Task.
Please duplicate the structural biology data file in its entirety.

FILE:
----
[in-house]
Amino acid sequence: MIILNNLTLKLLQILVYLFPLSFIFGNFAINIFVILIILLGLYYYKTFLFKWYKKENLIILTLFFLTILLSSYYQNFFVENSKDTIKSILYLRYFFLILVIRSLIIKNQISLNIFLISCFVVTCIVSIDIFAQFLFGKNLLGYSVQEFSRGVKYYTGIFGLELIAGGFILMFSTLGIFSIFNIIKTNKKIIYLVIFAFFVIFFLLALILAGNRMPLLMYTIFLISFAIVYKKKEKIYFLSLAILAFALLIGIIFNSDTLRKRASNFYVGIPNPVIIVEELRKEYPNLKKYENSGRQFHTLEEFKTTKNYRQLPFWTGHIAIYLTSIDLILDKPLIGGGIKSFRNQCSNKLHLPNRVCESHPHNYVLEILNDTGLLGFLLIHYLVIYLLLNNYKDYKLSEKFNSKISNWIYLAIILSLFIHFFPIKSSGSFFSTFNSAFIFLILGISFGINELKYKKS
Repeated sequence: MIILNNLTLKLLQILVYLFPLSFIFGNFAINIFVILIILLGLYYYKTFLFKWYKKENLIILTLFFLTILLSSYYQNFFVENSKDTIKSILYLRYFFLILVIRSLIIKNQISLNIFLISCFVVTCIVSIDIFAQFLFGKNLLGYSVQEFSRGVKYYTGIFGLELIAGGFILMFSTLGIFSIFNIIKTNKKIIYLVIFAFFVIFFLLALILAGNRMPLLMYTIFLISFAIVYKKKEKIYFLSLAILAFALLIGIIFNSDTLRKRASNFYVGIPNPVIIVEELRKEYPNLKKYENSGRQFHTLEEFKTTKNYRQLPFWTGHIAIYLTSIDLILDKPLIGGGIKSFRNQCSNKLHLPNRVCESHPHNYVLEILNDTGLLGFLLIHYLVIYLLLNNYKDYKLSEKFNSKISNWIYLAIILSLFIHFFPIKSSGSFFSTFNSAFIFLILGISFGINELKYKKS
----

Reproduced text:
[in-house]
Amino acid sequence: MIILNNLTLKLLQILVYLFPLSFIFGNFAINIFVILIILLGLYYYKTFLFKWYKKENLIILTLFFLTILLSSYYQNFFVENSKDTIKSILYLRYFFLILVIRSLIIKNQISLNIFLISCFVVTCIVSIDIFAQFLFGKNLLGYSVQEFSRGVKYYTGIFGLELIAGGFILMFSTLGIFSIFNIIKTNKKIIYLVIFAFFVIFFLLALILAGNRMPLLMYTIFLISFAIVYKKKEKIYFLSLAILAFALLIGIIFNSDTLRKRASNFYVGIPNPVIIVEELRKEYPNLKKYENSGRQFHTLEEFKTTKNYRQLPFWTGHIAIYLTSIDLILDKPLIGGGIKSFRNQCSNKLHLPNRVCESHPHNYVLEILNDTGLLGFLLIHYLVIYLLLNNYKDYKLSEKFNSKISNWIYLAIILSLFIHFFPIKSSGSFFSTFNSAFIFLILGISFGINELKYKKS
Repeated sequence: MIILNNLTLKLLQILVYLFPLSFIFGNFAINIFVILIILLGLYYYKTFLFKWYKKENLIILTLFFLTILLSSYYQNFFVENSKDTIKSILYLRYFFLILVIRSLIIKNQISLNIFLISCFVVTCIVSIDIFAQFLFGKNLLGYSVQEFSRGVKYYTGIFGLELIAGGFILMFSTLGIFSIFNIIKTNKKIIYLVIFAFFVIFFLLALILAGNRMPLLMYTIFLISFAIVYKKKEKIYFLSLAILAFALLIGIIFNSDTLRKRASNFYVGIPNPVIIVEELRKEYPNLKKYENSGRQFHTLEEFKTTKNYRQLPFWTGHIAIYLTSIDLILDKPLIGGGIKSFRNQCSNKLHLPNRVCESHPHNYVLEILNDTGLLGFLLIHYLVIYLLLNNYKDYKLSEKFNSKISNWIYLAIILSLFIHFFPIKSSGSFFSTFNSAFIFLILGISFGINELKYKKS